LIVE: Funeral For A Friend @ Electric Brixton, London

By Alex Sarychkin

In July 2020, when Funeral for a Friend announced a UK tour playing songs from across their iconic catalogue, everything was starting to look bright and cheery. Lockdown restrictions were softening, holidays were on the cards and people gathered in back gardens as the sun came out. The proposed dates of April 2021 couldn’t come quick enough and fans of the band flocked to book tickets. The London date sold out in seconds and another date was added. Calendars were marked in pen – confidence at a height not seen in months over a painful and at times rather dark lockdown.

It does not bear to dwell on what came next but April 2021 came and went and no glorious sounds spilled out of guitar amps. A new date in January was announced. Calendars were hastily crossed out and new marks made – this time in pencil. 

The chaos of postponed shows will be familiar to anybody with a passing interest in live music. When the doors of Electric Brixton finally open to a ravenous crowd on a windy Saturday night in March 2022 – 20 months since the original announcement – there is a palpable sense of excitement. As the lights dim and the band appears on stage, the terror of the past two years disappear and what follows is two hours of perfection. Perhaps the extra time has provided the chance for more diligent practice, for more time together to recapture the rhythms of old. Whatever it was, it’s worked.

‘All the Rage’, from 2005’s ‘Hours’, opens a set also spanning 2003’s ‘Casually Dressed’ and ‘Deep in Conversation’ as well as 2007’s ‘Tales Don’t Tell Themselves’. It’s one for the fans that grew up with the band being inescapable. As the opener belts to a finish, it’s straight into ‘Juneau’, typically expected as a set closer, its place this early in the set is a clear indication that the band are confident in keeping the crowd’s attention. Bodies fly in every direction, the pent up anticipation reaching boiling point during ‘Streetcar’. Limbs combined, bodies blend into a large mass, heads crashed to the floor. This is a gig debauchery for those at the front – but what else could be expected when so many of those at the show thought this day might never come?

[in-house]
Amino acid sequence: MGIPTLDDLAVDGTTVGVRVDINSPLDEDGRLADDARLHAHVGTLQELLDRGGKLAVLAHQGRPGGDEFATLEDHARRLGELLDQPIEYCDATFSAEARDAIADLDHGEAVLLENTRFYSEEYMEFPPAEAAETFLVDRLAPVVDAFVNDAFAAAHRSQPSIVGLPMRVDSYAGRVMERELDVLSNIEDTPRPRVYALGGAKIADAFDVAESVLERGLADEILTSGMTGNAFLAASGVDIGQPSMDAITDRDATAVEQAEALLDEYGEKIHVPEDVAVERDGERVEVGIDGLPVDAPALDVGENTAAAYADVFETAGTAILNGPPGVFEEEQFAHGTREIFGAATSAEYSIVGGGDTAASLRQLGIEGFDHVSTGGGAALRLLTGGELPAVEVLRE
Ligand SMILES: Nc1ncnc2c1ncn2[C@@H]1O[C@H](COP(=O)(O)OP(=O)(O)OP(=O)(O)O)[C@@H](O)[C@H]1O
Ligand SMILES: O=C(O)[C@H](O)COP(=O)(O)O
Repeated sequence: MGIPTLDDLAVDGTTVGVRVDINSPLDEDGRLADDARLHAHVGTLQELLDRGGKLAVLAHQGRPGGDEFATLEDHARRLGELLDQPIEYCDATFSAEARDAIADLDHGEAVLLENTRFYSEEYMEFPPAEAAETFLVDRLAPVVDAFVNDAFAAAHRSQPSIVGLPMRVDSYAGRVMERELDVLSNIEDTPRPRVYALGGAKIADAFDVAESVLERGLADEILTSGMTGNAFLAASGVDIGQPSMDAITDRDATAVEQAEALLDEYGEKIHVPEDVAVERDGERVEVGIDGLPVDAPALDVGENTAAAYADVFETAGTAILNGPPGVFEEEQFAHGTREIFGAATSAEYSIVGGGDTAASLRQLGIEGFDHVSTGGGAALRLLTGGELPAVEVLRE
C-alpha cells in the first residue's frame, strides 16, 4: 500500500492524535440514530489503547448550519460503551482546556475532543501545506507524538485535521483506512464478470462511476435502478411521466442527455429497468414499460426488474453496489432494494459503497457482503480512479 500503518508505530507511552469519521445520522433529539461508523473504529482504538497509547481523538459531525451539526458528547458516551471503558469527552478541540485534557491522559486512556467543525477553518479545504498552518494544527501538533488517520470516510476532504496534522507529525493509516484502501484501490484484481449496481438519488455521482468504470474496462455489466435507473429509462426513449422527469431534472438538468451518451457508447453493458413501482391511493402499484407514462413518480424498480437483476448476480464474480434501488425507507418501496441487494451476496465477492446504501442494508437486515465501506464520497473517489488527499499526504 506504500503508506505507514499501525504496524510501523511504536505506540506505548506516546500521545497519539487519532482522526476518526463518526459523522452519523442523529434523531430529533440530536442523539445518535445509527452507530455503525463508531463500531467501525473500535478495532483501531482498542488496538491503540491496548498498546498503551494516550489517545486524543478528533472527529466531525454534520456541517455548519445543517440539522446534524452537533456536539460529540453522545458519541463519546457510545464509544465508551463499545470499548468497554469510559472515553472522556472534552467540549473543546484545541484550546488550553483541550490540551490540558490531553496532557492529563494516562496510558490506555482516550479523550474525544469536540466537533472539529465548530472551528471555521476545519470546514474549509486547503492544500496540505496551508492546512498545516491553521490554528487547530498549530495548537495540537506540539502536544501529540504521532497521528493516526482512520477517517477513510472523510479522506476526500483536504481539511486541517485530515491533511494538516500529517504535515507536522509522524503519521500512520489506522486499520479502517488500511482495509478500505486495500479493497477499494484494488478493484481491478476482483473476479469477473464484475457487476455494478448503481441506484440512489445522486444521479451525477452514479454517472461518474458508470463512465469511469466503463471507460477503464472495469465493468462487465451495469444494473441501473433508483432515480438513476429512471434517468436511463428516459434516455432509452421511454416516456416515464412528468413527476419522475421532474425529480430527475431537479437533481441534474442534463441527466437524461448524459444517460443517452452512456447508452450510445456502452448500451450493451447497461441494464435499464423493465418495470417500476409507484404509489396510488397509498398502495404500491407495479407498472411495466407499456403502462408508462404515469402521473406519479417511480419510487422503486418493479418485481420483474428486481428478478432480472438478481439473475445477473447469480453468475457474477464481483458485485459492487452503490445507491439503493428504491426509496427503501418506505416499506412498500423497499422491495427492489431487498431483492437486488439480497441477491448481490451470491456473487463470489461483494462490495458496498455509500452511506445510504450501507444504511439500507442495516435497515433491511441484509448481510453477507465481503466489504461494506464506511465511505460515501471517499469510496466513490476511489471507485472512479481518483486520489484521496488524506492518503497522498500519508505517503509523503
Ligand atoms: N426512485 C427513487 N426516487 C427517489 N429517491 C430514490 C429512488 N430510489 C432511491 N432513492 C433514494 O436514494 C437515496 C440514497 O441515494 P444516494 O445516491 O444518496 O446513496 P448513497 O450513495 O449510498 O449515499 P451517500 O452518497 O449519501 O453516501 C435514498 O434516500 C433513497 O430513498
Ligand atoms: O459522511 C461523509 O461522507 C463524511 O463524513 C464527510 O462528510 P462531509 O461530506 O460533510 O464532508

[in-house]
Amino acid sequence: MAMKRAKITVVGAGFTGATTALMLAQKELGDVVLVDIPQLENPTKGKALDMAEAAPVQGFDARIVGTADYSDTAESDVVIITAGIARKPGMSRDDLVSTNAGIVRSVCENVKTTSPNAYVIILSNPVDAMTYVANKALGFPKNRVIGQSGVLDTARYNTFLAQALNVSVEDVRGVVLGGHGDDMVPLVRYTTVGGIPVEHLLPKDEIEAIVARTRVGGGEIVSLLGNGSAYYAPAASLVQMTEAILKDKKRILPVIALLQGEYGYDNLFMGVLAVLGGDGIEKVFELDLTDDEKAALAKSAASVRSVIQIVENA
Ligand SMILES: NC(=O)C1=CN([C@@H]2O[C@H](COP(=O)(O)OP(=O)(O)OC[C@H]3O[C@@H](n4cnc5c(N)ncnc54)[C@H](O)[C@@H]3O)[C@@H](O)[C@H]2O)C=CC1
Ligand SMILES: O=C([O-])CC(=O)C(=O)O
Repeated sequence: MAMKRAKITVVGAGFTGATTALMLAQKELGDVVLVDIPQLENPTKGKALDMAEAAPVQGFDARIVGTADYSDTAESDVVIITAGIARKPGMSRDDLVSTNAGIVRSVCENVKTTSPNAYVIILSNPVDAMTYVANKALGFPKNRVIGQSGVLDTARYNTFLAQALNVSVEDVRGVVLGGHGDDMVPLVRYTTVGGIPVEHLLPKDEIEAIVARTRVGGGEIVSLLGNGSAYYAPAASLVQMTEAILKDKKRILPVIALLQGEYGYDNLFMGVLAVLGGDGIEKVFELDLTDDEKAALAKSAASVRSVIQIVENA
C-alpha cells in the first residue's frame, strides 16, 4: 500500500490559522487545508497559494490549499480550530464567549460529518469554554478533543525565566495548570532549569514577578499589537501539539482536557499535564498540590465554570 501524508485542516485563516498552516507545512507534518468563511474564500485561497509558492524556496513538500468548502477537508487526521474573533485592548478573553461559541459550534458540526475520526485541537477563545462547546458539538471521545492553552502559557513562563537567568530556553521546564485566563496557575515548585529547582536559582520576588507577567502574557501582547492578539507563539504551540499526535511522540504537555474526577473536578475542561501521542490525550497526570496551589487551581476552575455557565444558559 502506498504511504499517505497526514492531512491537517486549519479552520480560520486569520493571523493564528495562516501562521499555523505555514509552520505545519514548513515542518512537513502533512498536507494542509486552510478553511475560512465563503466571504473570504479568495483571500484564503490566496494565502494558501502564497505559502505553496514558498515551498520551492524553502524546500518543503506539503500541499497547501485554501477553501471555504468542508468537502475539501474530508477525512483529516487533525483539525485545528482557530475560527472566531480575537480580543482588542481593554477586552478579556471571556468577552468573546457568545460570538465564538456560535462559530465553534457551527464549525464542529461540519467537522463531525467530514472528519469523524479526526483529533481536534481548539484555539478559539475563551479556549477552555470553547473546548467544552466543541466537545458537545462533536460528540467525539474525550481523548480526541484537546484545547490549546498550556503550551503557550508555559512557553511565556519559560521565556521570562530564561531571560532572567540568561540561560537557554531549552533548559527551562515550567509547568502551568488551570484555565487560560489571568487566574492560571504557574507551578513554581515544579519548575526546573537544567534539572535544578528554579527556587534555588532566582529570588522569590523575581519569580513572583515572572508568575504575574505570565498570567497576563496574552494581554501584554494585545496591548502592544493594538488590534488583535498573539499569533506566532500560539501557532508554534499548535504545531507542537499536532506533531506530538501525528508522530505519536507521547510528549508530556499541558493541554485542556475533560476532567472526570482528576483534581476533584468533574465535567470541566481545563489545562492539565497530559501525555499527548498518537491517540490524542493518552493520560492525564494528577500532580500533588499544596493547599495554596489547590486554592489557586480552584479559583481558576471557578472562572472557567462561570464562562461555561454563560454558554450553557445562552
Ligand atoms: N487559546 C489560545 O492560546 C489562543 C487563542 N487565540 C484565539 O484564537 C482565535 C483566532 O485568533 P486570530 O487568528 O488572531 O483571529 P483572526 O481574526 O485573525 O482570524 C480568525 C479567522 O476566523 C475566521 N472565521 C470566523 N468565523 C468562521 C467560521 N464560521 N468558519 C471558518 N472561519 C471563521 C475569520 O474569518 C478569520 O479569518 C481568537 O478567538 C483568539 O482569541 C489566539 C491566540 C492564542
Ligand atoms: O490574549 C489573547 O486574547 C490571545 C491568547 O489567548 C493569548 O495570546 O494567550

A brief moment of respite for those in among the chaos comes with the pivot to some of the more recent Funeral for a Friend songs, which despite their power, just don’t cut through quite as perfectly as ‘Rookie of the Year’ or ‘Monsters’. The band know their audience – they know what people come to see and experience. The mantra is clear: Give The Kids What They Want. No more dicking around with deep cuts (although a run through ‘The Art of American Football’ wouldn’t have gone amiss). 

When you’ve waited this long for something, it’s always going to pass in an instant. By the time the opening chords of the emotional ‘History’ play out, the crowd is spent – but there’s always a touch more energy for a final big chorus. It’s a moment of beautiful unity and a reminder of just how much people missed this when we couldn’t do it. I hope the next time the band announce a tour they don’t have to wait so long to get it off the ground.